Textiles expert answers 5 common questions about how to clean, flip and repair a mattress

Woman wearing beige shorts vacuuming her white mattress to get rid of bed bugs
(Image credit: Getty Images)

While investing in the best mattress for comfort, support and durability will limit the amount of times you’ll need to replace your bed, there are a lot of ways to care for both your current (and future) mattress to expand its lifespan — but where do you start?

Luckily, Lydia Lloyd,  M&S Home's homeware textiles designer, is here to answer the most common questions about caring for mattresses. From whether you should invest in a mattress topper or a mattress protector, to whether beds need to breathe, here the homeware expert answers the most common questions about mattress care.

1. Should you flip your mattress?

Flipping your mattress just means turning it over so you’re sleeping on the side that once faced downwards. People often flip their mattresses to avoid one side being damaged or indented due to overuse. However, as Lloyd explains, only some types of mattresses need to be flipped. 

“In general, sprung mattresses should be rotated and turned weekly for the first three months, then once every three to four months as this helps the filling to settle,” the homeware expert says. “Not only that, but it means general wear and tear will be distributed across the mattress evenly.”

A person lifts up the edge of a mattress before flipping it

(Image credit: Getty Images)

She warns that memory foam beds, on the other hand, should be treated differently. “Memory foam mattresses are commonly designed for only one side to be slept on and, therefore, should not be turned.” she advises. “Instead, make sure to rotate these end-to-end every few weeks to allow the mattress to wear evenly.” 

Rotating your mattress requires less heavy lifting than flipping, as you just need to turn it 180 degrees while it's still lying flat, rather than having to turn it completely over.

2. Do mattresses need to breathe? 

We’ve always been told to make our bed so our bedrooms look neat and tidy, but this may actually be doing more harm than good. Lloyd explains that making your bed fully prevents the mattress from breathing. “While it can be tempting to make your bed straight away, it’s recommended to let your mattress and bedding breathe in between use, as this helps to reduce the chance of dust mites.” 

However, your bed doesn’t have to look untidy all day — just 30 minutes — and the washing machine can do the rest of the work. “To let the bed air, throw your duvet back for half an hour each morning so that any moisture or natural build-up of allergens disperse,” suggests Lloyd. “It’s also recommended to change and wash your bedsheets weekly on a hot wash over 60 degrees to kill any bacteria.” 

3. Can you clean a mattress?  

Yes, and apparently we’re not doing it enough. Lloyd says you should clean your mattress every six months, and you can even use the change in seasons as your guide – we explain this more in our step-by-step guide on how to clean a mattress.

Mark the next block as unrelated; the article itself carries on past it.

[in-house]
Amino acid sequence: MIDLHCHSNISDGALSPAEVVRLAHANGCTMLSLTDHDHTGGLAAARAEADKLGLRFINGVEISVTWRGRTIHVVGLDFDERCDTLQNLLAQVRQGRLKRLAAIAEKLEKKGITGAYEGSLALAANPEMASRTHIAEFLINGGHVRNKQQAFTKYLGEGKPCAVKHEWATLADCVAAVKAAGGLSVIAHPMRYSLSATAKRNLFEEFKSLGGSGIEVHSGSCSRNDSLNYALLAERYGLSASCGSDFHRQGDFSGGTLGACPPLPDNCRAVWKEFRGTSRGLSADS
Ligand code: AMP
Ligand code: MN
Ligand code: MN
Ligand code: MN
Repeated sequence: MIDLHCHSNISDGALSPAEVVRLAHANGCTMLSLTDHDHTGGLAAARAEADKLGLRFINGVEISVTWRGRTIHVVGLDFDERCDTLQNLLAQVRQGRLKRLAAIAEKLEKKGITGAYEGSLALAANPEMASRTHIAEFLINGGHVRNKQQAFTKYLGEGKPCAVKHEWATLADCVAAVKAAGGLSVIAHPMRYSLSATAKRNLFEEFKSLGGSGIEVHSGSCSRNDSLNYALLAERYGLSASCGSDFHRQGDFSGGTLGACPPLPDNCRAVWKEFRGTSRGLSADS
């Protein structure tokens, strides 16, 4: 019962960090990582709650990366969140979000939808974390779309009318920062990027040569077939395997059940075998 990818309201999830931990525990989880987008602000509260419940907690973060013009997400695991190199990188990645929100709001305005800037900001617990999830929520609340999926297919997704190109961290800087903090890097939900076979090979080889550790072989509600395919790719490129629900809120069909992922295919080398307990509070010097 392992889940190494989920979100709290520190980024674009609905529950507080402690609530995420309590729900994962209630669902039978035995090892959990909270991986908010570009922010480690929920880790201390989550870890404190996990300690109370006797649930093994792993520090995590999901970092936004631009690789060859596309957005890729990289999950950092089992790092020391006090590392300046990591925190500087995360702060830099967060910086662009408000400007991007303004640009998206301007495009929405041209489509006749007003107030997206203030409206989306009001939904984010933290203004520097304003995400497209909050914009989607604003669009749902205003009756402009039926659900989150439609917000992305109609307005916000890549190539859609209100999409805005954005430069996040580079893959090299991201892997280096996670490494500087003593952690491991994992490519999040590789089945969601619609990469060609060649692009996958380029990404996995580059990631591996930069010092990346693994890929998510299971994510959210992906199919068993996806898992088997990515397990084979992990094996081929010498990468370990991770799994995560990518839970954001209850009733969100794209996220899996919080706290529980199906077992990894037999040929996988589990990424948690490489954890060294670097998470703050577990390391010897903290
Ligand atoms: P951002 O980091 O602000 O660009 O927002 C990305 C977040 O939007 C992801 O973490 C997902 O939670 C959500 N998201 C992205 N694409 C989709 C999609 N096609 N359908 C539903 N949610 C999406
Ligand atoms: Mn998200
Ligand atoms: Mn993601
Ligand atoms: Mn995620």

But how do you clean it? The homeware textiles expert suggests start with a good vacuum. “Use an upholstery attachment on your vacuum to go over the entire mattress, making sure to not forget the sides,” she says. “Pay extra attention to the seams and use the smaller attachment to get any hidden dirt.” 

A person wearing blue gloves vacuums the top of a white mattress

(Image credit: Getty Images)

Next up is cleaning, and tackling one stain at a time is the best method to use. “It’s important to make sure you’re not soaking your mattress with water as certain mattresses, like memory foam mattresses, are not designed to get wet. Instead, use a spot-cleaning approach and blot marks with a stain-removal solution.”

4. Do you need a mattress protector and topper? 

You’ve probably heard about protecting the surface of your mattress by investing in a good bed topper or mattress protector, but are they worth it? According to Lloyd, they are worth it if you want to keep your mattress in good condition. 

“Sit a mattress protector on top of the mattress, but beneath the bed sheets, to help protect it from spills, dirt, moisture and other general wear and tear,” she advises. “Layer with a fitted sheet to keep dust at bay, to help keep the area clean.” 

As for mattress toppers, Lloyd says using a fresh one is key: “It’s important to make sure to replace your mattress topper every one to two years, to help your mattress last longer.”

5. How do you repair a mattress?

While there are some quick ways to make your mattress softer, firmer or less saggy, these are just quick-fix stop gaps. In fact, Lloyd says if your mattress needs repairing and you’re in a position to buy a new one, you should take it as a sign that it’s time to replace it. 

“If you’re waking up achy, you find yourself rolling into the centre of the mattress or it’s making a noise, it might be time to consider changing,” she says. "Whether you have a king size mattress, double or single mattress, aim to replace it every six to eight years, to make sure it’s offering the best support.” 

When it's time to replace your old mattress, make sure your disposing of it responsibly by following our guide on how to get rid of an old mattress.

Frances Daniels
Sleep Staff Writer

Frances Daniels recently joined the Tom's Guide team as Sleep Staff Writer, and her role includes covering all sleep and mattress news, in addition to mattress reviews and buyer's guides. Frances is a PPA-accredited journalist and is hugely interested in the relationship between good sleep and overall health. When not writing about sleep and mattresses for Tom's Guide, Frances enjoys writing about women's issues, health and wellbeing, the environment, and her native Wales.